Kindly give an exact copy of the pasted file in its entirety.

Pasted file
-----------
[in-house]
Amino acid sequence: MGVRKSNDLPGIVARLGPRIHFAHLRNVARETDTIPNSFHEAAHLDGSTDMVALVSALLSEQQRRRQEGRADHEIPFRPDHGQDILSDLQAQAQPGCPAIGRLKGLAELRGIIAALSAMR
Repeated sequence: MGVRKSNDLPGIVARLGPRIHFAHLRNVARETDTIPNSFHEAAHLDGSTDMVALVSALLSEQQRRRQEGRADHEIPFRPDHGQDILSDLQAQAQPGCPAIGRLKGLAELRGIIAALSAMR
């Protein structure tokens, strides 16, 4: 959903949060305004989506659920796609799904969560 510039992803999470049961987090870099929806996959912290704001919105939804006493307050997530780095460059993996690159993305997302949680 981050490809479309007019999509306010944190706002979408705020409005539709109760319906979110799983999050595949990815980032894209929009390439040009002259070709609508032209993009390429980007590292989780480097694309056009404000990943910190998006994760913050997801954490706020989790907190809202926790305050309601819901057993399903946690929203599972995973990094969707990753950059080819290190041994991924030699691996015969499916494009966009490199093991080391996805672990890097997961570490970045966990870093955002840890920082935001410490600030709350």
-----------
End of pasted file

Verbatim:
[in-house]
Amino acid sequence: MGVRKSNDLPGIVARLGPRIHFAHLRNVARETDTIPNSFHEAAHLDGSTDMVALVSALLSEQQRRRQEGRADHEIPFRPDHGQDILSDLQAQAQPGCPAIGRLKGLAELRGIIAALSAMR
Repeated sequence: MGVRKSNDLPGIVARLGPRIHFAHLRNVARETDTIPNSFHEAAHLDGSTDMVALVSALLSEQQRRRQEGRADHEIPFRPDHGQDILSDLQAQAQPGCPAIGRLKGLAELRGIIAALSAMR
């Protein structure tokens, strides 16, 4: 959903949060305004989506659920796609799904969560 510039992803999470049961987090870099929806996959912290704001919105939804006493307050997530780095460059993996690159993305997302949680 981050490809479309007019999509306010944190706002979408705020409005539709109760319906979110799983999050595949990815980032894209929009390439040009002259070709609508032209993009390429980007590292989780480097694309056009404000990943910190998006994760913050997801954490706020989790907190809202926790305050309601819901057993399903946690929203599972995973990094969707990753950059080819290190041994991924030699691996015969499916494009966009490199093991080391996805672990890097997961570490970045966990870093955002840890920082935001410490600030709350």